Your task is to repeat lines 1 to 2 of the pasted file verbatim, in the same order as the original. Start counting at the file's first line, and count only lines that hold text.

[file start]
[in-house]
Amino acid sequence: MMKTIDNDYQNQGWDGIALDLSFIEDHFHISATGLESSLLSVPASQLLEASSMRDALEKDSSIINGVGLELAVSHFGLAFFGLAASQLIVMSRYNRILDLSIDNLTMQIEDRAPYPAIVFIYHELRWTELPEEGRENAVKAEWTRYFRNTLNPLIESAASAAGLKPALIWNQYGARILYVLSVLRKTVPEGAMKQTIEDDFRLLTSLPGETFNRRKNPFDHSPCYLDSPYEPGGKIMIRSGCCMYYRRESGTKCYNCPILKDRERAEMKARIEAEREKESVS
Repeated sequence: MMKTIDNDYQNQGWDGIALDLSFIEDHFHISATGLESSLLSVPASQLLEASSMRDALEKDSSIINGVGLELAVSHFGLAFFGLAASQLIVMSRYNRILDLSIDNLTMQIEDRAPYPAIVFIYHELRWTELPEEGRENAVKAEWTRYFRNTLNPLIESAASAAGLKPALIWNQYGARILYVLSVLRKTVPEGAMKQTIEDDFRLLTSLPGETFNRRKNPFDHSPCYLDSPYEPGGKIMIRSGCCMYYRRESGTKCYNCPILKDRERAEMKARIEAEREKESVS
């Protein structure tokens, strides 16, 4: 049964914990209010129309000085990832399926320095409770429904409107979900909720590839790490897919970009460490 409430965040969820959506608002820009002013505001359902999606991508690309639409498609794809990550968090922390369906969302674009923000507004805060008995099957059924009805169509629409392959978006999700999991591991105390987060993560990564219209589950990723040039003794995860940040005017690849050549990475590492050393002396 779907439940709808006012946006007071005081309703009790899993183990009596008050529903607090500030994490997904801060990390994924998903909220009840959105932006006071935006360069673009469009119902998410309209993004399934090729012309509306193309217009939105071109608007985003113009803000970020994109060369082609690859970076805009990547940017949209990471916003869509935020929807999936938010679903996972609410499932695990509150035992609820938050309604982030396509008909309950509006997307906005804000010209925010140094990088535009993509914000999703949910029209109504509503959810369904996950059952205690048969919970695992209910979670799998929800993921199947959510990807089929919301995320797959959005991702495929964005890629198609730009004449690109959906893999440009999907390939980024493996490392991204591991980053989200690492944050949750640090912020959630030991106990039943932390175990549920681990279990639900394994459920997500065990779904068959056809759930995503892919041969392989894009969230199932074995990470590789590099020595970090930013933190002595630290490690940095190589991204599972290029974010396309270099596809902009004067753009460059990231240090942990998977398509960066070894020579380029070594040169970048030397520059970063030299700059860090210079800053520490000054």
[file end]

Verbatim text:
[in-house]
Amino acid sequence: MMKTIDNDYQNQGWDGIALDLSFIEDHFHISATGLESSLLSVPASQLLEASSMRDALEKDSSIINGVGLELAVSHFGLAFFGLAASQLIVMSRYNRILDLSIDNLTMQIEDRAPYPAIVFIYHELRWTELPEEGRENAVKAEWTRYFRNTLNPLIESAASAAGLKPALIWNQYGARILYVLSVLRKTVPEGAMKQTIEDDFRLLTSLPGETFNRRKNPFDHSPCYLDSPYEPGGKIMIRSGCCMYYRRESGTKCYNCPILKDRERAEMKARIEAEREKESVS